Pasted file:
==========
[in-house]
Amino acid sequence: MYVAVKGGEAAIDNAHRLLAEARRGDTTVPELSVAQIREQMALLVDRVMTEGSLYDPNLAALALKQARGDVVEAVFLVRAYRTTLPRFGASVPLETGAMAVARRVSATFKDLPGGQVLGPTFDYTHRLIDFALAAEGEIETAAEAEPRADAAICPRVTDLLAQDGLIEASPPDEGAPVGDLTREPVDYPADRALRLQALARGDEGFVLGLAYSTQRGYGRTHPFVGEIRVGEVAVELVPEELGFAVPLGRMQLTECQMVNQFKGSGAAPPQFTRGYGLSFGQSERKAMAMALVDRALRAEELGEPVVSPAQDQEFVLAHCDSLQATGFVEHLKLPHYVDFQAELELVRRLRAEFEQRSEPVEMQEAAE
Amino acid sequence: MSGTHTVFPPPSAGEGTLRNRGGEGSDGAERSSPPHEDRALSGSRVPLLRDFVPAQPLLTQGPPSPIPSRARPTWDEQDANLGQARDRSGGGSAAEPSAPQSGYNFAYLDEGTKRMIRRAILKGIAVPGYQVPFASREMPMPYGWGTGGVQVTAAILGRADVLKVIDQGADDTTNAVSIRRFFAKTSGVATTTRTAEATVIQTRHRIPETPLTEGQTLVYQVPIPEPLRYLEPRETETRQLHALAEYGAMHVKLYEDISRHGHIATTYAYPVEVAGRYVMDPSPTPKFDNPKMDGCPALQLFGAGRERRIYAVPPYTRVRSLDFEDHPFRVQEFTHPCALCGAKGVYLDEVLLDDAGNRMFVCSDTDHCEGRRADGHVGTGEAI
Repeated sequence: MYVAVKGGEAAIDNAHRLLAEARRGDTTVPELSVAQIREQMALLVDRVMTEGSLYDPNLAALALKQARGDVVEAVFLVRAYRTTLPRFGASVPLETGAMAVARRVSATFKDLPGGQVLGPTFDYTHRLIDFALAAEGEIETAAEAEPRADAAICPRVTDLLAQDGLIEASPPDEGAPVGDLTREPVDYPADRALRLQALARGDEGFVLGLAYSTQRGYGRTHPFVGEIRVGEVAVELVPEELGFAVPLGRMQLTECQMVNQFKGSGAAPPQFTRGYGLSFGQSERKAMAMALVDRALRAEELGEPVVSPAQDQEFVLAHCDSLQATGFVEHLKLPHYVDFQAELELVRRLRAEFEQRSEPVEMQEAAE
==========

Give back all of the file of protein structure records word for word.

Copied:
[in-house]
Amino acid sequence: MYVAVKGGEAAIDNAHRLLAEARRGDTTVPELSVAQIREQMALLVDRVMTEGSLYDPNLAALALKQARGDVVEAVFLVRAYRTTLPRFGASVPLETGAMAVARRVSATFKDLPGGQVLGPTFDYTHRLIDFALAAEGEIETAAEAEPRADAAICPRVTDLLAQDGLIEASPPDEGAPVGDLTREPVDYPADRALRLQALARGDEGFVLGLAYSTQRGYGRTHPFVGEIRVGEVAVELVPEELGFAVPLGRMQLTECQMVNQFKGSGAAPPQFTRGYGLSFGQSERKAMAMALVDRALRAEELGEPVVSPAQDQEFVLAHCDSLQATGFVEHLKLPHYVDFQAELELVRRLRAEFEQRSEPVEMQEAAE
Amino acid sequence: MSGTHTVFPPPSAGEGTLRNRGGEGSDGAERSSPPHEDRALSGSRVPLLRDFVPAQPLLTQGPPSPIPSRARPTWDEQDANLGQARDRSGGGSAAEPSAPQSGYNFAYLDEGTKRMIRRAILKGIAVPGYQVPFASREMPMPYGWGTGGVQVTAAILGRADVLKVIDQGADDTTNAVSIRRFFAKTSGVATTTRTAEATVIQTRHRIPETPLTEGQTLVYQVPIPEPLRYLEPRETETRQLHALAEYGAMHVKLYEDISRHGHIATTYAYPVEVAGRYVMDPSPTPKFDNPKMDGCPALQLFGAGRERRIYAVPPYTRVRSLDFEDHPFRVQEFTHPCALCGAKGVYLDEVLLDDAGNRMFVCSDTDHCEGRRADGHVGTGEAI
Repeated sequence: MYVAVKGGEAAIDNAHRLLAEARRGDTTVPELSVAQIREQMALLVDRVMTEGSLYDPNLAALALKQARGDVVEAVFLVRAYRTTLPRFGASVPLETGAMAVARRVSATFKDLPGGQVLGPTFDYTHRLIDFALAAEGEIETAAEAEPRADAAICPRVTDLLAQDGLIEASPPDEGAPVGDLTREPVDYPADRALRLQALARGDEGFVLGLAYSTQRGYGRTHPFVGEIRVGEVAVELVPEELGFAVPLGRMQLTECQMVNQFKGSGAAPPQFTRGYGLSFGQSERKAMAMALVDRALRAEELGEPVVSPAQDQEFVLAHCDSLQATGFVEHLKLPHYVDFQAELELVRRLRAEFEQRSEPVEMQEAAE